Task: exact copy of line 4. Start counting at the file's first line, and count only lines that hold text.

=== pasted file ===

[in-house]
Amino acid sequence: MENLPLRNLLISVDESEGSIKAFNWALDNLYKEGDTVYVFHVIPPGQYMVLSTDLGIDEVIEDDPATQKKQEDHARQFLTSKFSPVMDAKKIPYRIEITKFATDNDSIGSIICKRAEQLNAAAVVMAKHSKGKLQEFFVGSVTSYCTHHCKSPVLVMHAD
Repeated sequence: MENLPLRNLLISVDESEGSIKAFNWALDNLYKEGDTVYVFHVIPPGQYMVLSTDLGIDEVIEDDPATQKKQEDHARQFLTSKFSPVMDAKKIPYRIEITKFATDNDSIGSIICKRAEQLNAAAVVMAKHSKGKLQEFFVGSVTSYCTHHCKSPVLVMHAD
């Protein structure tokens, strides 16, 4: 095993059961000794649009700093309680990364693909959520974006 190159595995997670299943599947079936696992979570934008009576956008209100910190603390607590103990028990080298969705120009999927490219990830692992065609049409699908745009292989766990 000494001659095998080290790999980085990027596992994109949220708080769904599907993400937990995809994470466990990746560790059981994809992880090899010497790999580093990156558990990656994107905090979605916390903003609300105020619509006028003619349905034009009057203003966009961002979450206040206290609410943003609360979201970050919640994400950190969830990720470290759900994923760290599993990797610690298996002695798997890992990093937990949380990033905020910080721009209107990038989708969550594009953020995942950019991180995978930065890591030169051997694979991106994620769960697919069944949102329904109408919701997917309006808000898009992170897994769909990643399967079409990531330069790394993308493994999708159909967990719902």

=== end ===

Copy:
């Protein structure tokens, strides 16, 4: 095993059961000794649009700093309680990364693909959520974006 190159595995997670299943599947079936696992979570934008009576956008209100910190603390607590103990028990080298969705120009999927490219990830692992065609049409699908745009292989766990 000494001659095998080290790999980085990027596992994109949220708080769904599907993400937990995809994470466990990746560790059981994809992880090899010497790999580093990156558990990656994107905090979605916390903003609300105020619509006028003619349905034009009057203003966009961002979450206040206290609410943003609360979201970050919640994400950190969830990720470290759900994923760290599993990797610690298996002695798997890992990093937990949380990033905020910080721009209107990038989708969550594009953020995942950019991180995978930065890591030169051997694979991106994620769960697919069944949102329904109408919701997917309006808000898009992170897994769909990643399967079409990531330069790394993308493994999708159909967990719902």